Their first delicious product line was carefully crafted using input from nutritionists and local growers, and each subscriber's preferences were then tracked with data analysis tools in order to meet their custom cravings, future requests, and food budgets. The online subscription model that was rolled out encouraged direct person-to-person interactions for the most authentic, real-time feedback, which was used to quickly develop new products, redevelop ones that weren't quite working, and improve customer service.
The result? The company launched at full speed that first year, rolling out 60 exclusive new products and shipping 50,000 wellness boxes.
The number one reason for NatureBox's success is that this health-conscious company diversifies its business model to meet the changing consumer landscape. In 2016 for instance, it switched to a membership model in order to save subscribers money. That same year, NatureBox stretched out into the retail world where millennials were big health food shoppers, then wisely pulled back from this space in 2020 during the pandemic to focus on formulating a groundbreaking new plan.
The other major advantage NatureBox brings to the snack food table is its ever-increasing focus on wellness, which aligns with how people are spending their food dollars. The company has responded to this market trend with a leap from "better for you" to "good for you." It's innovative new adaptogen collection is full of health-protecting plants and herbs, the largest such collection in the industry.
NatureBox Snack Boxes deliver custom-tailored wellness in the most mouthwatering natural combinations. Over ten functional health options are available to customers when they're deciding on the best snacks, including gluten-free, keto-friendly, no sugar added, vegan, non-GMO, and high protein—plus a trio of taste preferences for sweet, savory, and spice-loving palettes.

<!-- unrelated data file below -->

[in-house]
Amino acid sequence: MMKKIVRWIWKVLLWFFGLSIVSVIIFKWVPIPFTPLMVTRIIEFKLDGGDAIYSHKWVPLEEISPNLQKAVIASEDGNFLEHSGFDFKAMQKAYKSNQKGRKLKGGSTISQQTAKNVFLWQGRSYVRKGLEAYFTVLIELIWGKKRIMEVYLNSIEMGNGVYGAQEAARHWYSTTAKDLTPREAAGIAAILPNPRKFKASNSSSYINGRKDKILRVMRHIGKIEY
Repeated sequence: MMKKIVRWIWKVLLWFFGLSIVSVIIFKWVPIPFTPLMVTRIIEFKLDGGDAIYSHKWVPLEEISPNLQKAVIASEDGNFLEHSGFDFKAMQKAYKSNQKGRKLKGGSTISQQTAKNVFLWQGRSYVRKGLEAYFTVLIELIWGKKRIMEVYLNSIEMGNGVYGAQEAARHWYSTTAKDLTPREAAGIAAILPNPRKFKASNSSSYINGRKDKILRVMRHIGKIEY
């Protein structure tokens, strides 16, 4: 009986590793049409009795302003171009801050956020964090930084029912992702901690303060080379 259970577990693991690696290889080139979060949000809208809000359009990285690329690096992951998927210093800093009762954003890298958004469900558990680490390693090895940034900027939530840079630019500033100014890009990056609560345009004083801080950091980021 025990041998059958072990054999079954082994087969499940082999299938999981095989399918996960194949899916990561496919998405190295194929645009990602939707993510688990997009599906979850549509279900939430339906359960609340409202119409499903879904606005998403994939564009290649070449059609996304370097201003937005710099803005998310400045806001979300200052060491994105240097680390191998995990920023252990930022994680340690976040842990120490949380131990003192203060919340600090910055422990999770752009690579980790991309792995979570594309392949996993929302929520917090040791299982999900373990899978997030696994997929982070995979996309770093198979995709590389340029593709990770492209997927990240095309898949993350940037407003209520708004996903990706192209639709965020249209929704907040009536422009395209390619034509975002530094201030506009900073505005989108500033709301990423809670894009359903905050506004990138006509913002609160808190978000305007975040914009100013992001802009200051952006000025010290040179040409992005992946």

No junk food stands a chance against the Less Stress Box with ancient adaptogens that are found in the pack's delicious Peanut Butter Maca Cookies, Pistachio Power Clusters, Elderberry Chews, and Dark Chocolate Berry Trail Mix. Seven additional Mindful Snack Boxes cover all the bases when it comes to feeding health, such as the Allergen-Free Box full of delectable mango, cinnamon, plantains, apples, and lentils. All Snack Boxes are free from artificial colors, flavors, and sweeteners and conveniently delivered to homes, businesses, or remote workers' home offices.
With more than two-million customers who've used its services and over 1,000 crafted snacks, NatureBox made such an impact that in 2018 Wheelhouse Partners acquired the company, then quickly sold out of its new line of CBD products within the week. This ability to take a sizeable 'bite' out of the multi-billion dollar CBD industry is indicative of NatureBox's ability to swiftly seize the healthiest market paths to ever-increasing growth and abundance.
Not everything's amazing about NatureBox’s strategy—but there’s still a lot to learn from them. They do a great job at appealing to the niche part of the market and expanding that niche steadily. That being said, we need to remember: retention is key and an area where most brands mess up.
Why is retention important?
You spend half of your budget and time acquiring customers, but to be successful, you need to keep them. The beauty of the subscription model is that the relationship with the customer is baked directly into how you make money. If that customer is happy, they'll keep buying from you in the long term. If they're upset or not seeing the value, they'll cancel—quickly.